• TL;DR Contract while working a 9 to 5

As developers we fantasize about writing an application and then watching stripe to watch the money roll in.

The truth is it takes much more than that to have a successful SaaS app.

Usually SaaS is where our minds snap to first, but there are other options too - like SwaS, Contracting, and Info products to name a few.

But, by far the method that is easiest at bringing in money consistently is contracting.

Not everyone wants to be a an entrepreneur - sometimes we just want to work our 9 to 5's, but we also like to have money for that vacation or have money to invest into retirement. Contracting gives you the freedom to keep your job (if it allows you work on other stuff) and stack some money for other things.

Just because I'm saying contracting is the easiest out of the bunch doesn't mean it's trivial. I think it's the easiest out of the bunch because most of us can easily think of the steps required to getting a client.

Think about if you were going to make a SaaS app you would have a variation of these steps below:

  • Think of an idea
  • Validate idea
  • Create app
  • Price the app
  • Market the app
  • Monitor churn
  • Maintenance
  • Customer support

If we're being real a lot of us (including me) hardly get to the "first customer" stage of the SaaS game. I'm not saying that to be discouraging, I'm saying that because it's a lot more difficult than the linear list above makes it out to be.

To start contracting at the very least you have to:

  • Package up the skills you currently have
  • Think of your rate
  • Let a bunch of people know you're available for side work
  • I think the fancy term for this is marketing :)
  • Step 4 profit - I'm joking.

The last part not the profit part, the tell a bunch of people you know part is what trips a lot of us up. It will have us searching the internet on "How to get my first client" only to be bombarded by buzzwords (maybe buzzfeed articles too) and marketer speak.

I want to help with that. I want to share a few things that I've done in the past to keep my name floating around whenever someone needs contract work.

Networking

Honestly everything after this will be icing on the cake.

I'm not talking about forced networking, or the LinkedIn kind where you connect with everyone just cuz. You'll need to be a friend to people, have each others backs, get to know them, and actually care for them.

A lot of career and business advice makes networking seem as if you should be looking for the next come up. It's advertised as if you need to be weeding out the people who can't help you right now, but that's not it. That type of advice reminds me of people who want to break into the music business so every time they see a rapper out and about they try to drop a freestyle on them as if they're gonna be like "WOW! That's hot! Join my team bro!".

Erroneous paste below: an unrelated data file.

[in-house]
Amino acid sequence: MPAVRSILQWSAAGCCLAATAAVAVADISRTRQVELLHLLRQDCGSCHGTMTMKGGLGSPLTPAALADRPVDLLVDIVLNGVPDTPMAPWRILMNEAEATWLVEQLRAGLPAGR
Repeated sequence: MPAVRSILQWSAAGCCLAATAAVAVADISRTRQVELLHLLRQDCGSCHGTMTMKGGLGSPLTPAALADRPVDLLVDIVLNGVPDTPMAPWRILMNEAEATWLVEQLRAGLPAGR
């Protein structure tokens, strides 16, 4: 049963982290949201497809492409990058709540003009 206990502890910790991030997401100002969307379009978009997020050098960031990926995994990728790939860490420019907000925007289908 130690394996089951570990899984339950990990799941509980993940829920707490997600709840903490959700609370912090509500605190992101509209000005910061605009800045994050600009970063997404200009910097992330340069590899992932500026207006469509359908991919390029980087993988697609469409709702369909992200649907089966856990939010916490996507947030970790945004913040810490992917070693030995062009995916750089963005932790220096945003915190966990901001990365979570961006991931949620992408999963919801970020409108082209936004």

In the "business" world this is the same as perfecting your elevator pitch and always being "on". It's fake and one sided and the crazy thing is you'll be the one getting eliminated from circles because people can tell.

Just to list off a few tips on where you might start to network:

  • Language or Framework meetups
  • Startup Events
  • Your current job

Most of us know the importance of networking and that we should be doing it, so I'm not going to spend too much more time on this one. So, on to the next one!

Become A Friend to Web/Software Agencies & Design Houses

If you're not one to hunt for new clients, then attaching yourself to a web agency is probably your best bet.

Agencies are always playing a balancing act of having enough work and having enough people to do the work.

Agencies are always on the hunt for work so you'll see their representatives at events, sponsoring events, and even throwing some of the events in your city/town. Attend events and build relationships with them so they will consider you when the time comes.

Building relationships with agencies is a great way to keep working coming in.

Become Friends with Tech Startups & Startup Incubators

In the beginning stages of a startup overall resources are low. Founders might need an extra boost from a developer but not have the money for a full-time developer so that's where you come in!

You can assist them with building their product(s) and you'll get paid in the process.

Depending on what you're after I would try and avoid startups with no capital and ones that promise all equity. If your goal is to become a startup founder or co-founder then by all means have at it, but if you're looking to make money I'd leave the equity talks for a way later conversation.

Other General Advice

  • Taxes are a thing... Make sure you keep money aside for that.
  • Keep your 9 to 5 money separate from your contracting money.
  • Get an LLC or form a legal entity that works best for what you're doing.
  • Establish boundaries on when you'll work and when you respond to clients.
  • If you give them an inch they'll try and take a mile.
  • Set a goal on the amount of money you're aiming for.
  • Aimlessly working what is essentially 2 jobs gets old pretty quick!

Here's to a successful side work endeavor!